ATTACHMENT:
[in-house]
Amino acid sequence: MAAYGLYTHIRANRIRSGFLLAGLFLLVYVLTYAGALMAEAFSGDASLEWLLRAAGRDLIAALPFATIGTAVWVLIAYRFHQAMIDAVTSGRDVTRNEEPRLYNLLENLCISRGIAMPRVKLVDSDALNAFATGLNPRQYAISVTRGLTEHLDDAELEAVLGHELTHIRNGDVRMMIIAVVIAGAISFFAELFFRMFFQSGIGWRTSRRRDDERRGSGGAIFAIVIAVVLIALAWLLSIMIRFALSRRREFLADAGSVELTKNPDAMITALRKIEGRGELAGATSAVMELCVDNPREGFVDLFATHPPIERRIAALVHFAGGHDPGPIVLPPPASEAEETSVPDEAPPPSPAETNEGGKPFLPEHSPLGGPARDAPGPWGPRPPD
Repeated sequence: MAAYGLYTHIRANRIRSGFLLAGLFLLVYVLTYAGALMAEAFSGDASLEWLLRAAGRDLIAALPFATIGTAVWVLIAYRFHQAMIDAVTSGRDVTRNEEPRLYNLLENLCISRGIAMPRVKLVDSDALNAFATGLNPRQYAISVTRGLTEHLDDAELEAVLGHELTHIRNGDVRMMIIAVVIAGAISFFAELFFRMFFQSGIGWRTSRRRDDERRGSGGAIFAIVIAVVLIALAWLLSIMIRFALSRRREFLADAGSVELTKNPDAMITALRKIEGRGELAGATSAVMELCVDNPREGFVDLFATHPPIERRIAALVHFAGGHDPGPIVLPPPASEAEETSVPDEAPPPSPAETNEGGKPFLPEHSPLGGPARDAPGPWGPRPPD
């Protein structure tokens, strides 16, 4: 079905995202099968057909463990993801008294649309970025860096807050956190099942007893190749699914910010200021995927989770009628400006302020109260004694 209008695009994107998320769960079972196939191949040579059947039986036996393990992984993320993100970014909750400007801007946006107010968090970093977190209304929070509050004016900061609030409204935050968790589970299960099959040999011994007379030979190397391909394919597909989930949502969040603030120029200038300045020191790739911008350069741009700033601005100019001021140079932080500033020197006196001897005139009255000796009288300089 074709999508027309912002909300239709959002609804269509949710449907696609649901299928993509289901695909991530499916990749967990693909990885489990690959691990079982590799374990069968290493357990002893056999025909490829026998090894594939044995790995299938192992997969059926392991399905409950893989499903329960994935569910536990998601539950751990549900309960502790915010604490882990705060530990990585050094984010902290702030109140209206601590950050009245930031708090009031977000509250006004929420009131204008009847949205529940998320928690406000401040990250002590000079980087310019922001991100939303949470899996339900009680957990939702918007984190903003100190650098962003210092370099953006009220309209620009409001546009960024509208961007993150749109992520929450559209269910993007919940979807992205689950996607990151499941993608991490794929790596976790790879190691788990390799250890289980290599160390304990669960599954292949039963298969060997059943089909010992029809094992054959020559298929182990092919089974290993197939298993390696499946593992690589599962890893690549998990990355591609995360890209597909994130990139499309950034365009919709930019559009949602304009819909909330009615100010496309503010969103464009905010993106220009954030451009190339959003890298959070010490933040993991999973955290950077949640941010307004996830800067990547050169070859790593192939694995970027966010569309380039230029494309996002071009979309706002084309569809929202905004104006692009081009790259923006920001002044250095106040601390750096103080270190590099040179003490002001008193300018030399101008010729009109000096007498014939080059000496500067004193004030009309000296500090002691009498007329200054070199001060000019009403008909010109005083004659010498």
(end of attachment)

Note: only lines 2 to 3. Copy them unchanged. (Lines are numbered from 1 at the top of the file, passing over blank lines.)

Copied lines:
Amino acid sequence: MAAYGLYTHIRANRIRSGFLLAGLFLLVYVLTYAGALMAEAFSGDASLEWLLRAAGRDLIAALPFATIGTAVWVLIAYRFHQAMIDAVTSGRDVTRNEEPRLYNLLENLCISRGIAMPRVKLVDSDALNAFATGLNPRQYAISVTRGLTEHLDDAELEAVLGHELTHIRNGDVRMMIIAVVIAGAISFFAELFFRMFFQSGIGWRTSRRRDDERRGSGGAIFAIVIAVVLIALAWLLSIMIRFALSRRREFLADAGSVELTKNPDAMITALRKIEGRGELAGATSAVMELCVDNPREGFVDLFATHPPIERRIAALVHFAGGHDPGPIVLPPPASEAEETSVPDEAPPPSPAETNEGGKPFLPEHSPLGGPARDAPGPWGPRPPD
Repeated sequence: MAAYGLYTHIRANRIRSGFLLAGLFLLVYVLTYAGALMAEAFSGDASLEWLLRAAGRDLIAALPFATIGTAVWVLIAYRFHQAMIDAVTSGRDVTRNEEPRLYNLLENLCISRGIAMPRVKLVDSDALNAFATGLNPRQYAISVTRGLTEHLDDAELEAVLGHELTHIRNGDVRMMIIAVVIAGAISFFAELFFRMFFQSGIGWRTSRRRDDERRGSGGAIFAIVIAVVLIALAWLLSIMIRFALSRRREFLADAGSVELTKNPDAMITALRKIEGRGELAGATSAVMELCVDNPREGFVDLFATHPPIERRIAALVHFAGGHDPGPIVLPPPASEAEETSVPDEAPPPSPAETNEGGKPFLPEHSPLGGPARDAPGPWGPRPPD